As Wichita prepares to debate the desirability of a sales tax increase, a public opinion poll finds little support for the tax and the city's plans. In April Kansas Policy Institute commissioned SurveyUSA to conduct a scientific poll concerning current topics in Wichita. The press release from KPI, along with a link to the complete survey results, is available at Poll: Wichitans don’t want sales tax increase. In summary: Only 28% say the city has been spending efficiently. Only 34% agree with the idea of local governments using taxpayer money to provide subsidies to certain businesses for economic development. When…
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Before asking for more taxes, Wichita should stop wasting what it has

Before asking for more taxes, Wichita should stop wasting what it has

Voters should ask that Wichita stop blatant and avoidable waste before approving additional taxes. At 6:13 pm on August 11, 2014, a full two hours and nine minutes before sunset, with Wichita bathed in golden sunshine, the outside lights are on at the Wichita Transit Center. I wasn't surprised to see this. These lights were probably burning and wasting electricity all day long. While waste like this is unacceptable, it is all the more intolerable considering that Wichita's transit system is out of money. The city council has recommended that Wichitans vote for higher sales taxes, part of which would…
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McGinn, as committee chair, was not for performance measures

McGinn, as committee chair, was not for performance measures

A 2011 Kansas bill could have increased the accountability of state government, but committee chair Carolyn McGinn wasn't in favor. In the 2011 session of the Kansas Legislature, several bills were proposed that would streamline government and investigate opportunities for privatization. Another proposed bill in 2011 was HB 2158, which would have created performance measures for state agencies and reported that information to the public. The supplemental note says that the bill "as amended, would institute a new process for modifying current performance measures and establishing new standardized performance measures to be used by all state agencies in support of…
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For Rep. Tiahrt, Cash for Clunkers was a good spending program

For Rep. Tiahrt, Cash for Clunkers was a good spending program

When the Obama Administration needed additional funds for the Cash for Clunkers program, Todd Tiahrt was agreeable to funding this wasteful program. As summarized by the Congressional Research Service: "Makes emergency supplemental appropriations of $2 billion for FY2009 and FY2010 to the National Highway Traffic Safety Administration (NHTSA) of the Department of Transportation (DOT) for the Consumer Assistance to Recycle and Save Program (Cash for Clunkers Program)." This bill passed the House of Representatives by a vote of 316 to 109. Among House Republicans, the vote was 78 to 95 in favor of passage. Todd Tiahrt was one of the…
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WichitaLiberty.TV: Waste, economic development, and water issues.

WichitaLiberty.TV: Waste, economic development, and water issues.

In this episode of WichitaLiberty.TV: Wichitans ought to ask city hall to stop blatant waste before it asks for more taxes. Then, a few questions about economic development incentives. Finally, how should we pay for a new water source, and is city hall open to outside ideas? View below, or click here to view at YouTube. Episode 53, broadcast July 27, 2014.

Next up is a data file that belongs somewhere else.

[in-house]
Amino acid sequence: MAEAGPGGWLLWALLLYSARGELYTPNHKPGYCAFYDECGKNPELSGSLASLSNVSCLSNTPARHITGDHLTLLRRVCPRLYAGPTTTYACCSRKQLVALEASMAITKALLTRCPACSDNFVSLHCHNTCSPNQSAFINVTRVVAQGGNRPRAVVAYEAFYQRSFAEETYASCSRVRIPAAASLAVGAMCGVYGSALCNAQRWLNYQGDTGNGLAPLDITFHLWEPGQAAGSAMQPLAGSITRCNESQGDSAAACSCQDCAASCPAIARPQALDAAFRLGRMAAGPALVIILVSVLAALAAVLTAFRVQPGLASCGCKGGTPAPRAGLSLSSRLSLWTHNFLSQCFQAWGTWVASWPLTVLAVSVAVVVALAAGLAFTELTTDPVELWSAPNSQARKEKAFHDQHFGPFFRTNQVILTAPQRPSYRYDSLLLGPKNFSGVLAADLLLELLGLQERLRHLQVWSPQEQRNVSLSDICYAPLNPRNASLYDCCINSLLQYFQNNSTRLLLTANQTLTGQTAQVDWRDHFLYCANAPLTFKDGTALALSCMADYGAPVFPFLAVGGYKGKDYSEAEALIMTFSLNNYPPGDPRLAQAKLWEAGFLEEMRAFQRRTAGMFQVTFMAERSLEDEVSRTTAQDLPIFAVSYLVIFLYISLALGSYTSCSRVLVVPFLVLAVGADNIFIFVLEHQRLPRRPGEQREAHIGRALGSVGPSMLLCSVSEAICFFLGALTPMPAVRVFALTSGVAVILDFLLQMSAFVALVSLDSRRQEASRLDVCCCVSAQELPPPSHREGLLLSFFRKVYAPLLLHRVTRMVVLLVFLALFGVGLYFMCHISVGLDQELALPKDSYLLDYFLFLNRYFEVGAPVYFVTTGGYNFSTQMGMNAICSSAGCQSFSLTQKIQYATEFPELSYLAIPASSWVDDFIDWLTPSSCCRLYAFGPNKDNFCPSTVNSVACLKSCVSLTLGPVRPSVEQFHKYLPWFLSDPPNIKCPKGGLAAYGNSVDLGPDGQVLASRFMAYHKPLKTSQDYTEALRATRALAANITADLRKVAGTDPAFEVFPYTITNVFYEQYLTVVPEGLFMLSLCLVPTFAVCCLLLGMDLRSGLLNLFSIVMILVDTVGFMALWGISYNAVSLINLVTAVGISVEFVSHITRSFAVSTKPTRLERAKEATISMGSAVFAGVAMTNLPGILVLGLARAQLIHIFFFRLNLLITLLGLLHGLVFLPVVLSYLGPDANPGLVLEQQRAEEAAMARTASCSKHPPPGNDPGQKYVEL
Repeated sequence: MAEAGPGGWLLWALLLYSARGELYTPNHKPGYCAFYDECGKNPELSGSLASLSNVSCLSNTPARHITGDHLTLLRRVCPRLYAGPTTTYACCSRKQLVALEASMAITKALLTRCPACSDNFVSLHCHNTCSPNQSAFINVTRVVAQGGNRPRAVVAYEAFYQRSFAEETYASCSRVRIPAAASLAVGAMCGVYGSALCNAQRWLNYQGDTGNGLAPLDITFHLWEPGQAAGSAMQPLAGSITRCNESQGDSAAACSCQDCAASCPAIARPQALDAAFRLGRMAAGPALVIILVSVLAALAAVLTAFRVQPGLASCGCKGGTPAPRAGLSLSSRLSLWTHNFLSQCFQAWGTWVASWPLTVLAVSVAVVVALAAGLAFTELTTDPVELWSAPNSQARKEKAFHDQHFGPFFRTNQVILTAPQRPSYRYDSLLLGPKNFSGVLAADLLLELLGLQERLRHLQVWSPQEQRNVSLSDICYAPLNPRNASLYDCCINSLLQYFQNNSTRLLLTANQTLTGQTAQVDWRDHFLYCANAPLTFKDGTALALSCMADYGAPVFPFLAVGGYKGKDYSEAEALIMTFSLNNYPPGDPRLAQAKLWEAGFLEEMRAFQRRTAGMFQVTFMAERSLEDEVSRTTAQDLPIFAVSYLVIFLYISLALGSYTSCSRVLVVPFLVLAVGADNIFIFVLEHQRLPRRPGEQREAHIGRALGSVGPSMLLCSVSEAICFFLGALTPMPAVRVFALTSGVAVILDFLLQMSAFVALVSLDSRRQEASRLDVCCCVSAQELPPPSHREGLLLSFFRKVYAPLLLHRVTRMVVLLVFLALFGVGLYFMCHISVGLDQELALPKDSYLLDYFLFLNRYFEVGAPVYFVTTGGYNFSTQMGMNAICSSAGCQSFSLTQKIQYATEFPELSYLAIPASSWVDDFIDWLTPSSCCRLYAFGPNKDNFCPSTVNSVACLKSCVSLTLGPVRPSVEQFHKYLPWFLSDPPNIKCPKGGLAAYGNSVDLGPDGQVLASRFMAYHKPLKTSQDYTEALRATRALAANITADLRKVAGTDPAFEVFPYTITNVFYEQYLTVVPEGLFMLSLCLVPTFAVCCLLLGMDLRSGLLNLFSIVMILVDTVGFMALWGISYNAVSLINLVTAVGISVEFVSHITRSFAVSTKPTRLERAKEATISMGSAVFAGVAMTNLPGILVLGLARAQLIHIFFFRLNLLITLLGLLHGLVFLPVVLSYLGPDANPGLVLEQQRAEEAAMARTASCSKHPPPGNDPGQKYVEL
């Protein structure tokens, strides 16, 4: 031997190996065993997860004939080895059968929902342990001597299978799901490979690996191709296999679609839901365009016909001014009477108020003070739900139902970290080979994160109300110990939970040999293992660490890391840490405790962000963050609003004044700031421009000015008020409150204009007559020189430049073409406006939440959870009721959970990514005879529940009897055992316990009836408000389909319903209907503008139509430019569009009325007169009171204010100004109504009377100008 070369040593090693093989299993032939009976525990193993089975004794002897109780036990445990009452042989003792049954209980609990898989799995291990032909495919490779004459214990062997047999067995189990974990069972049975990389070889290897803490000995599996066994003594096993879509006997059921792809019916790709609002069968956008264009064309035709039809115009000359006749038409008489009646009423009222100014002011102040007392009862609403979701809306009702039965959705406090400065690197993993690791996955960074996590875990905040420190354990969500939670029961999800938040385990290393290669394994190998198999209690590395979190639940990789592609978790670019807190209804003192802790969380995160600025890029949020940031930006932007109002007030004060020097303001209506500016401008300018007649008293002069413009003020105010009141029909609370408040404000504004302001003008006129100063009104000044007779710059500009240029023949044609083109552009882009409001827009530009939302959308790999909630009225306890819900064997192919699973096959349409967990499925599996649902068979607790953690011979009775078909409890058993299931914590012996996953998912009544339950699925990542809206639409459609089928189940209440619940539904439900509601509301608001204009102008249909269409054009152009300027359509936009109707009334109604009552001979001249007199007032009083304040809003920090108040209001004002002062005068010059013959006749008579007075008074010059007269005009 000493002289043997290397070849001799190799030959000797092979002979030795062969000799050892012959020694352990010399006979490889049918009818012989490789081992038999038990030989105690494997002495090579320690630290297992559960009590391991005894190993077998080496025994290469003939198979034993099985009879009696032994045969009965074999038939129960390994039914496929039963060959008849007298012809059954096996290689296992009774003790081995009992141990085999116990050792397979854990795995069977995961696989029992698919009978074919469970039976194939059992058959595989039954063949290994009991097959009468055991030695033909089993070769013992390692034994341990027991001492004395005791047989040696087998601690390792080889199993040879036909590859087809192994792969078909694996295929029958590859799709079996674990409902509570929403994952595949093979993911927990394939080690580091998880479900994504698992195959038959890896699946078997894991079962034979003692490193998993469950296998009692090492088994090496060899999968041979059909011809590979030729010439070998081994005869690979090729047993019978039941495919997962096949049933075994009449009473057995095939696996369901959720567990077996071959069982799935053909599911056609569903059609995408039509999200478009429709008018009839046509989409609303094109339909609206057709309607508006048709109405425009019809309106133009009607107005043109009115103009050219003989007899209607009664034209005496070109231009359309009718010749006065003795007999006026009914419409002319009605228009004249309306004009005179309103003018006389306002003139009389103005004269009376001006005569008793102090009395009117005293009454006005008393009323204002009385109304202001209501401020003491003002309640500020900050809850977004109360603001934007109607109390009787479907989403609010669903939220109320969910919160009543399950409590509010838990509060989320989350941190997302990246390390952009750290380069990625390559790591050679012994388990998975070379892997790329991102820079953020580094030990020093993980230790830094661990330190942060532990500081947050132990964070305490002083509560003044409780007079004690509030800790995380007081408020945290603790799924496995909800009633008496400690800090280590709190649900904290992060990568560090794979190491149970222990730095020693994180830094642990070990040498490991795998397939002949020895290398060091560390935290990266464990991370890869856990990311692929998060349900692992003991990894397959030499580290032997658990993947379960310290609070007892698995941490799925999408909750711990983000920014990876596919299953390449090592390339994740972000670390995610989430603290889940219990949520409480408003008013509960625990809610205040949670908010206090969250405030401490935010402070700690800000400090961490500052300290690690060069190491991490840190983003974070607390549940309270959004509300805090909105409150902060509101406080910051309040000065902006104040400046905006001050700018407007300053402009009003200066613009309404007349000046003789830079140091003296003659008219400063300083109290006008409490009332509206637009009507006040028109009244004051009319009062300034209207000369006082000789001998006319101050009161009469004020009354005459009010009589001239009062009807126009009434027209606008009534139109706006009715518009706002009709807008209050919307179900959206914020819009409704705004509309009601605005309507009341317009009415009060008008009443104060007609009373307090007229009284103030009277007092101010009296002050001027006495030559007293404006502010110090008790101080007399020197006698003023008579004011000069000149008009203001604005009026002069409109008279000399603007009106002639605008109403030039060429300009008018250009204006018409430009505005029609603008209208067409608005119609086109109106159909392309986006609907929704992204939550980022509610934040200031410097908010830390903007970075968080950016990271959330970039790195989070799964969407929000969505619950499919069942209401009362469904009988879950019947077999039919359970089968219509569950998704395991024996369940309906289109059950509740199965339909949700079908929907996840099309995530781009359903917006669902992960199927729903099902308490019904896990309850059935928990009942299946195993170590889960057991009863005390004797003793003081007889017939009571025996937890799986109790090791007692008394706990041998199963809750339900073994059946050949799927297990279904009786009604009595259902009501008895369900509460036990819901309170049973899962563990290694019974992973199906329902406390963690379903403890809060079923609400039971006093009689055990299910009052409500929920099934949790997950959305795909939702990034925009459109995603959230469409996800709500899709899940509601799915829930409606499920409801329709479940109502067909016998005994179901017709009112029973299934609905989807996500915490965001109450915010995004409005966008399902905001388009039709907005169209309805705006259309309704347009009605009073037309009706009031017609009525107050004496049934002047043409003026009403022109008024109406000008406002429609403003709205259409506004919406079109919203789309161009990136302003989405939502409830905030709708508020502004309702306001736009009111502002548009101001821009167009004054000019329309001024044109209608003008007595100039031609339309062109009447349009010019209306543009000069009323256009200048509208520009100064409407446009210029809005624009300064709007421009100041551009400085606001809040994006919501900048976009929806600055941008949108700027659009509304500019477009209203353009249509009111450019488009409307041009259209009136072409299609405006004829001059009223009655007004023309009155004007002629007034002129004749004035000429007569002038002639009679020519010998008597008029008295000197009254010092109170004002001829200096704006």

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Wichita’s vampires and monsters

In this excerpt from WichitaLiberty.TV: The City of Wichita urges citizens to take steps to stop "vampire" power waste. But before hectoring people to introduce inconvenience to their lives in order to save small amounts of electricity, the city should tackle the real monsters of its own creation. Originally broadcast June 29, 2014. View below, or click here to view at YouTube. For more on this issue, see "Forget the vampires. Let’s tackle the real monsters."
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If the transit lights are off, the street lights are probably on

If the transit lights are off, the street lights are probably on

When the city of Wichita is not concerned about waste that is easily observed, how careful is it about avoiding waste not easily seen by citizens? Last Friday afternoon the parking lot lights Wichita Transit Center where switched on, as they often are during the day. So at lunchtime today as I drove by the Transit Center and saw that the lights were off, I was relieved that the city wasn't wasting electricity lighting the noonday sky. But I didn't have to travel much farther before I saw street lights turned on for several blocks on Douglas, Broadway, and Topeka.…
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How earmarks pay off for the earmarkers

How earmarks pay off for the earmarkers

The case of a Kansas Congressman benefiting from earmark spending once out of office should make us glad the practice has ended, and we should be wary of those who call for its return. The case of United States House of Representatives Appropriations Committee Member Todd Tiahrt and Neumann Systems is an illustration of the revolving door between government and the private sector. It started with an earmark. An Air Force budgetary document indicates that the earmark spending was at the direction of Congress: "In FY 2006, Congress added $1.2 million for the High Power Fiber Laser Program, and $0.5…
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Waste in Wichita, the seen and probably unseen

Waste in Wichita, the seen and probably unseen

When the city of Wichita is not concerned about waste that is easily observed, what about waste that not easily seen by citizens? Yesterday most downtown Wichita street lights were switched off during the day. But not all, as can be seen by the many lights switched on at the Wichita Transit Center. They were on Friday afternoon, just as they are on many days. While waste like this is unacceptable, it is all the more intolerable considering that Wichita's transit system is out of money. The city council has recommended that Wichitans vote for higher sales taxes, part of…